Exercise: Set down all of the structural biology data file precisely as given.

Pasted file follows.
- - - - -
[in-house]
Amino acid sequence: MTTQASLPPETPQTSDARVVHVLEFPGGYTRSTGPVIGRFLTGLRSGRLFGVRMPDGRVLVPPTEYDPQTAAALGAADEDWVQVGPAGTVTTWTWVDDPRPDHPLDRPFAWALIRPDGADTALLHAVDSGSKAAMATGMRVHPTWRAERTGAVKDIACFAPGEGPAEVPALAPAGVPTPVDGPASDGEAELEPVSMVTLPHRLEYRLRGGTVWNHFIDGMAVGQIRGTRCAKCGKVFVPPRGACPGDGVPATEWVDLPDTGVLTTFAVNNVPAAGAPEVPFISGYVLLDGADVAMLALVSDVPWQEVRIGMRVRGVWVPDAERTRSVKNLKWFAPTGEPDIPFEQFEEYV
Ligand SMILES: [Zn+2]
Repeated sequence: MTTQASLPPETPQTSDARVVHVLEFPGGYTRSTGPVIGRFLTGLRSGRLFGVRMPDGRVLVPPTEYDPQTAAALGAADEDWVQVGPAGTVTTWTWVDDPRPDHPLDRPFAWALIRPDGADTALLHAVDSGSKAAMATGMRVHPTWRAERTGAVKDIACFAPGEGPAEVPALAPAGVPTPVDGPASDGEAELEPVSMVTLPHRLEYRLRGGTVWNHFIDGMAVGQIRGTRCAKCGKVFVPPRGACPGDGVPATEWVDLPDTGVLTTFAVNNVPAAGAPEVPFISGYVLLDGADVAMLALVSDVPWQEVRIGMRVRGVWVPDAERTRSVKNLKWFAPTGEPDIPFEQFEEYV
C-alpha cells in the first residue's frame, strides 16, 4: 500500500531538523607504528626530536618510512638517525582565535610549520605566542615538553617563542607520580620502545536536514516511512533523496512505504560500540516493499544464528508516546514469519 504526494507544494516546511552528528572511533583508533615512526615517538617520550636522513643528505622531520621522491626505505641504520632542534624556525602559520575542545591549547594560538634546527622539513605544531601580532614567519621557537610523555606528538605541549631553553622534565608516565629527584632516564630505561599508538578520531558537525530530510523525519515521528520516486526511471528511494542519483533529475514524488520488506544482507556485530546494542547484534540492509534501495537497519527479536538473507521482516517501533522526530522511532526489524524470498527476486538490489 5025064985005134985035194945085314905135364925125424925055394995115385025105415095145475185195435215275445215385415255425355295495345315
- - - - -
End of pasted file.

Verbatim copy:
[in-house]
Amino acid sequence: MTTQASLPPETPQTSDARVVHVLEFPGGYTRSTGPVIGRFLTGLRSGRLFGVRMPDGRVLVPPTEYDPQTAAALGAADEDWVQVGPAGTVTTWTWVDDPRPDHPLDRPFAWALIRPDGADTALLHAVDSGSKAAMATGMRVHPTWRAERTGAVKDIACFAPGEGPAEVPALAPAGVPTPVDGPASDGEAELEPVSMVTLPHRLEYRLRGGTVWNHFIDGMAVGQIRGTRCAKCGKVFVPPRGACPGDGVPATEWVDLPDTGVLTTFAVNNVPAAGAPEVPFISGYVLLDGADVAMLALVSDVPWQEVRIGMRVRGVWVPDAERTRSVKNLKWFAPTGEPDIPFEQFEEYV
Ligand SMILES: [Zn+2]
Repeated sequence: MTTQASLPPETPQTSDARVVHVLEFPGGYTRSTGPVIGRFLTGLRSGRLFGVRMPDGRVLVPPTEYDPQTAAALGAADEDWVQVGPAGTVTTWTWVDDPRPDHPLDRPFAWALIRPDGADTALLHAVDSGSKAAMATGMRVHPTWRAERTGAVKDIACFAPGEGPAEVPALAPAGVPTPVDGPASDGEAELEPVSMVTLPHRLEYRLRGGTVWNHFIDGMAVGQIRGTRCAKCGKVFVPPRGACPGDGVPATEWVDLPDTGVLTTFAVNNVPAAGAPEVPFISGYVLLDGADVAMLALVSDVPWQEVRIGMRVRGVWVPDAERTRSVKNLKWFAPTGEPDIPFEQFEEYV
C-alpha cells in the first residue's frame, strides 16, 4: 500500500531538523607504528626530536618510512638517525582565535610549520605566542615538553617563542607520580620502545536536514516511512533523496512505504560500540516493499544464528508516546514469519 504526494507544494516546511552528528572511533583508533615512526615517538617520550636522513643528505622531520621522491626505505641504520632542534624556525602559520575542545591549547594560538634546527622539513605544531601580532614567519621557537610523555606528538605541549631553553622534565608516565629527584632516564630505561599508538578520531558537525530530510523525519515521528520516486526511471528511494542519483533529475514524488520488506544482507556485530546494542547484534540492509534501495537497519527479536538473507521482516517501533522526530522511532526489524524470498527476486538490489 5025064985005134985035194945085314905135364925125424925055394995115385025105415095145475185195435215275445215385415255425355295495345315